Lauren White's 7-year-old is one of them.
"Right now it's a really uneasy feeling sending my kids to school knowing there are safety risks to it," she said.
White said they had a good experience with virtual learning but they chose to go back in person with metrics improving in May.
Lauren White and her family have been looking at lots of outdoor activities this past year. @GrandfatherMtn hike is a great one. She also sent her 7 year old to a camp this summer that was mostly outdoors but she got #Covid_19. #abc11 pic.twitter.com/TKjM83k6pB— Josh Chapin (@JoshChapinABC11) September 9, 2021
The child also went to a summer camp where White said they felt comfortable with the outdoor aspect of it -- but that's where her daughter contracted the virus.
READ MORE: Pediatricians wrestle with treating COVID, getting parents to take it seriously
"She got very sick. She was sick for a little over a week and our family quarantined and four out of five us ended up getting sick," said White, who noted that it put her out of work for three weeks. "The situation has changed in the last two months drastically. We know the numbers are going up in hospitals, we know that pediatric cases are on the rise and we know now it went through all three of my children."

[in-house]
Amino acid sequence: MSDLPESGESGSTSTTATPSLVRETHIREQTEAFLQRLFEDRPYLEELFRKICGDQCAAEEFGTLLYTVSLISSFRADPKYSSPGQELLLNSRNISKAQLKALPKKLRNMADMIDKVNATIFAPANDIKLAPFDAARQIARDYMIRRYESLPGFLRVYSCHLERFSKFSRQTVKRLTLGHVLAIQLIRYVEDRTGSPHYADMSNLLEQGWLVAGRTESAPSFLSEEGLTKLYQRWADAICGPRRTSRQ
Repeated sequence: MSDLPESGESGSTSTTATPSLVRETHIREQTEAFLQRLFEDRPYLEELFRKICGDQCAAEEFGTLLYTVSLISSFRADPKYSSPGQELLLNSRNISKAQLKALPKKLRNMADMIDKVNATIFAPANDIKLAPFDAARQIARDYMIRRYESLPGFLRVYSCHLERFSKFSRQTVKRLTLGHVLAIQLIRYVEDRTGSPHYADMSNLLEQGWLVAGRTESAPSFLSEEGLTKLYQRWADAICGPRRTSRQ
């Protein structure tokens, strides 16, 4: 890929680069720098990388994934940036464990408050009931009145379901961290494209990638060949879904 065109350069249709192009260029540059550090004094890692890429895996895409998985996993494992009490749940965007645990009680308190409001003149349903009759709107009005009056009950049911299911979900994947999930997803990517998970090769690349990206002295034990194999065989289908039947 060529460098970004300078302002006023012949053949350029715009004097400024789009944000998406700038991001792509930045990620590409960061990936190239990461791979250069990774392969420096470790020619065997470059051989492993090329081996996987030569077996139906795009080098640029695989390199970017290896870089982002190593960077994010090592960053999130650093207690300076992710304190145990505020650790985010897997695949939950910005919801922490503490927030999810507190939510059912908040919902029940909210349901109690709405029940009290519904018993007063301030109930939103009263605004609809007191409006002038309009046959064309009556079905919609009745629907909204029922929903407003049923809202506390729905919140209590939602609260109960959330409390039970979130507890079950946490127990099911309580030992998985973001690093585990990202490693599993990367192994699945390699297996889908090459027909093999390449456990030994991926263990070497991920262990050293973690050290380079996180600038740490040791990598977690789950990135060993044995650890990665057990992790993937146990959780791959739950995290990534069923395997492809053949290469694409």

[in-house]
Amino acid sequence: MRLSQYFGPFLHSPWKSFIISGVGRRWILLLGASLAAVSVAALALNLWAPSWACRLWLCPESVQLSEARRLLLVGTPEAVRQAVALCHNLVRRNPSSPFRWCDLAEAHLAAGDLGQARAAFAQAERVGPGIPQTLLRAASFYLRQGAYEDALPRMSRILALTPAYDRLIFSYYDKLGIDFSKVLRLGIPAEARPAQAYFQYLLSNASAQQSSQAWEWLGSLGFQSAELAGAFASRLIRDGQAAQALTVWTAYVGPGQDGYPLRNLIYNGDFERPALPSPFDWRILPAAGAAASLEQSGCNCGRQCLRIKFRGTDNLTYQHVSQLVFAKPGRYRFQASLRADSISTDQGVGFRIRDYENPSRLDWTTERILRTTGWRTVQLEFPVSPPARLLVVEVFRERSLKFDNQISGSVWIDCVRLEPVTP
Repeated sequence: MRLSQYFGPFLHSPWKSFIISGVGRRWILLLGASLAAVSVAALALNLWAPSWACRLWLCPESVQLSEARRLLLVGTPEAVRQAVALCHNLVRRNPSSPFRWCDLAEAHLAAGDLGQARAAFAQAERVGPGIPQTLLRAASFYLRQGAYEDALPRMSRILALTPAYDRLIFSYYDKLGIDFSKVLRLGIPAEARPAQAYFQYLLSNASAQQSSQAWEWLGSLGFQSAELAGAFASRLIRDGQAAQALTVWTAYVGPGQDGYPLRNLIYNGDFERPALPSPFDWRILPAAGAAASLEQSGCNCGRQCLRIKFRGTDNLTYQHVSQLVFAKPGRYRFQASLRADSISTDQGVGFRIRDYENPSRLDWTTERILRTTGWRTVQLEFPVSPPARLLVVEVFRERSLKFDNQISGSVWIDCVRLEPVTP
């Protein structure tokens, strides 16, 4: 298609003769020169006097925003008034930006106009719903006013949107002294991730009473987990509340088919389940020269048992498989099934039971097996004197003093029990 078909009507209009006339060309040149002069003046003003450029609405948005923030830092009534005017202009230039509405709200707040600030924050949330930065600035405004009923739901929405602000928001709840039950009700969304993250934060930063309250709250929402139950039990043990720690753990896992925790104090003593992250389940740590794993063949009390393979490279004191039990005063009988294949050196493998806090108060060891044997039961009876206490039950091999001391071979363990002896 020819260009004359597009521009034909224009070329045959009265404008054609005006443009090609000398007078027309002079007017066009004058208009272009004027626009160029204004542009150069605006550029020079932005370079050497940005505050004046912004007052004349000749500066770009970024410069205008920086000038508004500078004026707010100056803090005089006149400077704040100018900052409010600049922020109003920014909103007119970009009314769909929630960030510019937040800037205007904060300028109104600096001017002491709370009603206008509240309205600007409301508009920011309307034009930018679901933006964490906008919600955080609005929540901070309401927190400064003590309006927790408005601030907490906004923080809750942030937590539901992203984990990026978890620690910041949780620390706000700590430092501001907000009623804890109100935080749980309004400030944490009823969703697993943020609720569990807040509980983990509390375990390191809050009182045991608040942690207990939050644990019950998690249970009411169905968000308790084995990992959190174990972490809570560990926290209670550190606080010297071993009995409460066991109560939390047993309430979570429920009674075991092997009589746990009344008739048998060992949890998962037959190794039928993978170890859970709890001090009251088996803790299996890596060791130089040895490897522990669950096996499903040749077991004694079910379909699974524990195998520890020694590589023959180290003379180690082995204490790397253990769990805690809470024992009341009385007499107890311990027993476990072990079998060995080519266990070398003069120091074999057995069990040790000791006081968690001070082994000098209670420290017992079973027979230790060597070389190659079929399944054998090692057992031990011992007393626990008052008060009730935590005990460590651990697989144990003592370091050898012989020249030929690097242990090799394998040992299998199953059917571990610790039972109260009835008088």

In the last month alone, there have been more than 750,000 confirmed pediatric cases across the country.
"It is so nerve-wracking," said Rebecca Schuster, who sent her daughter Kyla back for fourth-grade in person this year, too. "Every day I ask myself is today the day my daughter comes home with COVID."
The single mom is second-guessing her decision now.
"It is just a matter of time," she said. "It's not a matter of if, if it's a matter of when."